Dubai: Oil gained amid a broader market rally as investors continued to weigh a tight market against concerns over a global economic slowdown.
West Texas Intermediate rose above $86 a barrel, with a weaker dollar also making commodities priced in the currency more attractive. While time spreads are signaling tightness ahead of OPEC+ output cuts from November, bearish factors such weak Chinese demand and aggressive monetary policy from central banks continue to drag on the market.
The market is in “limbo at the moment with a negative macro backdrop and a tighter supply outlook,” said Warren Patterson, the head of commodities strategy at ING Groep NV. “At the moment, I suspect the market is more worried about what implications a slowdown will have on demand.”
Crude has lost around a third of its value since early June, erasing all the gains made after Russia’s attack on Ukraine. European Union sanctions on the OPEC+ producer are set to take effect from December, prompting traders and refiners to book storage tanks in anticipation of a supply crunch.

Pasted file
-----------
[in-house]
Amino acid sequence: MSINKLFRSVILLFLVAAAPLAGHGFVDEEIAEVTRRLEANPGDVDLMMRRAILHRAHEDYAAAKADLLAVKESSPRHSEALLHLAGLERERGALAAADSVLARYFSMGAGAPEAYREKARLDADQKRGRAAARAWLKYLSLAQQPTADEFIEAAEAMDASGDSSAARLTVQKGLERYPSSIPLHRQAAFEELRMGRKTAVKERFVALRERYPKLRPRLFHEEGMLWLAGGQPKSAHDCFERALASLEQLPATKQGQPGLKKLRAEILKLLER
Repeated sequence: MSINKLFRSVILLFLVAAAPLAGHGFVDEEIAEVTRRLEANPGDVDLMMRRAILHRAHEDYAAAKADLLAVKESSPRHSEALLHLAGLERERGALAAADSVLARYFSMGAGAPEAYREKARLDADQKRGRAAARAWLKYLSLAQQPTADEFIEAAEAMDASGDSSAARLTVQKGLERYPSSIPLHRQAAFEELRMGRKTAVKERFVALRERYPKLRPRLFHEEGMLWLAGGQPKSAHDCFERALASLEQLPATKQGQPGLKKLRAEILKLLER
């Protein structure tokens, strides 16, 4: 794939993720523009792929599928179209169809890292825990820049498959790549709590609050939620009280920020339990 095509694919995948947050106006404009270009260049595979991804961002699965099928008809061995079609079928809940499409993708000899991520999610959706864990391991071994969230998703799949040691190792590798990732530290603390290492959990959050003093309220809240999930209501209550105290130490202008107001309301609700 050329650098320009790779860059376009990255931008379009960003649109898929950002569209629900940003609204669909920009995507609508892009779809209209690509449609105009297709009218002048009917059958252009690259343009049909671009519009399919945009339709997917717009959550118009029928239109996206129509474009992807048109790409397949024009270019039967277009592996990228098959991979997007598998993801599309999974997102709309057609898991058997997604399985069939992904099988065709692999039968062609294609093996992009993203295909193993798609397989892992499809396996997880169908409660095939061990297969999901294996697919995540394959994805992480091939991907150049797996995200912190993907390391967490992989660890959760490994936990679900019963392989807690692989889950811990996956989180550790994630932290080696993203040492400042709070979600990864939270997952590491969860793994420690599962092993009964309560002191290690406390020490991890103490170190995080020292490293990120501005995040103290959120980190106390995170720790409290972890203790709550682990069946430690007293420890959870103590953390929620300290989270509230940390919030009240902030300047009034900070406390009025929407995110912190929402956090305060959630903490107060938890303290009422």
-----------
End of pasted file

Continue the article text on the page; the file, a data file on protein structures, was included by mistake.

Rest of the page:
The war has also led to a number of companies winding down their investments in Russia. Exxon Mobil Corp. said it had completed its exit from the country, calling the departure an “expropriation” of its main Russian operation and potentially setting up a future legal challenge.
China has vowed to stick with its Covid Zero policy, a strategy that has battered its economy and crimped energy consumption. China’s decision to delay the publication of key economic data including third-quarter gross domestic product injected a note of caution to trading in the region.
The US is moving toward a release of another 10 million to 15 million barrels of oil from the nation’s emergency stockpile in a bid to balance markets and keep gasoline prices from climbing further, according to people familiar with the matter. Separately, the Biden administration is still weighing limits on exports of fuel, two of the people said.